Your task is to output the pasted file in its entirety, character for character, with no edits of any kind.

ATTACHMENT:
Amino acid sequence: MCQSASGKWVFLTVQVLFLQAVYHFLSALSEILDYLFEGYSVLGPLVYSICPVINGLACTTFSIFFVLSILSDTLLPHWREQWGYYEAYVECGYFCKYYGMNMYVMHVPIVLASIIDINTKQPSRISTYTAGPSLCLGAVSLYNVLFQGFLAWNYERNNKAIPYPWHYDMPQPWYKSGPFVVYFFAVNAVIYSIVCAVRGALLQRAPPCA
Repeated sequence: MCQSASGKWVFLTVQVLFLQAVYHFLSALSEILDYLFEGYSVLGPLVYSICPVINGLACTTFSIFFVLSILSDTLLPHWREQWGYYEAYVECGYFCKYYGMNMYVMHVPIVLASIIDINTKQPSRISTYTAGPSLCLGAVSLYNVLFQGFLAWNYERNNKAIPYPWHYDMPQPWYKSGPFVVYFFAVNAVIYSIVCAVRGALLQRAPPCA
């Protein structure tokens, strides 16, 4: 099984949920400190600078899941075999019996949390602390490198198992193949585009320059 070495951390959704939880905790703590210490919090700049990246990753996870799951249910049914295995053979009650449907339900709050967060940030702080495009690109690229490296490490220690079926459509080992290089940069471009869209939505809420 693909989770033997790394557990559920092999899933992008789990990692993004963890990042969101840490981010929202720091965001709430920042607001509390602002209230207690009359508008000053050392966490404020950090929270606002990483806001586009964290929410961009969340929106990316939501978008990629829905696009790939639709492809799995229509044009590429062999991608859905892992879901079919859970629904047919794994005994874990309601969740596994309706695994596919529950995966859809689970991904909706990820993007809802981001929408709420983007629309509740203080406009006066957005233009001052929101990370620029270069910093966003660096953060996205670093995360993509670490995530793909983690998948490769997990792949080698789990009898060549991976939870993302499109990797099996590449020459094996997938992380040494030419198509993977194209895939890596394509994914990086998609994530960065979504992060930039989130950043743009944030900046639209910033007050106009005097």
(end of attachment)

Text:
Amino acid sequence: MCQSASGKWVFLTVQVLFLQAVYHFLSALSEILDYLFEGYSVLGPLVYSICPVINGLACTTFSIFFVLSILSDTLLPHWREQWGYYEAYVECGYFCKYYGMNMYVMHVPIVLASIIDINTKQPSRISTYTAGPSLCLGAVSLYNVLFQGFLAWNYERNNKAIPYPWHYDMPQPWYKSGPFVVYFFAVNAVIYSIVCAVRGALLQRAPPCA
Repeated sequence: MCQSASGKWVFLTVQVLFLQAVYHFLSALSEILDYLFEGYSVLGPLVYSICPVINGLACTTFSIFFVLSILSDTLLPHWREQWGYYEAYVECGYFCKYYGMNMYVMHVPIVLASIIDINTKQPSRISTYTAGPSLCLGAVSLYNVLFQGFLAWNYERNNKAIPYPWHYDMPQPWYKSGPFVVYFFAVNAVIYSIVCAVRGALLQRAPPCA
């Protein structure tokens, strides 16, 4: 099984949920400190600078899941075999019996949390602390490198198992193949585009320059 070495951390959704939880905790703590210490919090700049990246990753996870799951249910049914295995053979009650449907339900709050967060940030702080495009690109690229490296490490220690079926459509080992290089940069471009869209939505809420 693909989770033997790394557990559920092999899933992008789990990692993004963890990042969101840490981010929202720091965001709430920042607001509390602002209230207690009359508008000053050392966490404020950090929270606002990483806001586009964290929410961009969340929106990316939501978008990629829905696009790939639709492809799995229509044009590429062999991608859905892992879901079919859970629904047919794994005994874990309601969740596994309706695994596919529950995966859809689970991904909706990820993007809802981001929408709420983007629309509740203080406009006066957005233009001052929101990370620029270069910093966003660096953060996205670093995360993509670490995530793909983690998948490769997990792949080698789990009898060549991976939870993302499109990797099996590449020459094996997938992380040494030419198509993977194209895939890596394509994914990086998609994530960065979504992060930039989130950043743009944030900046639209910033007050106009005097």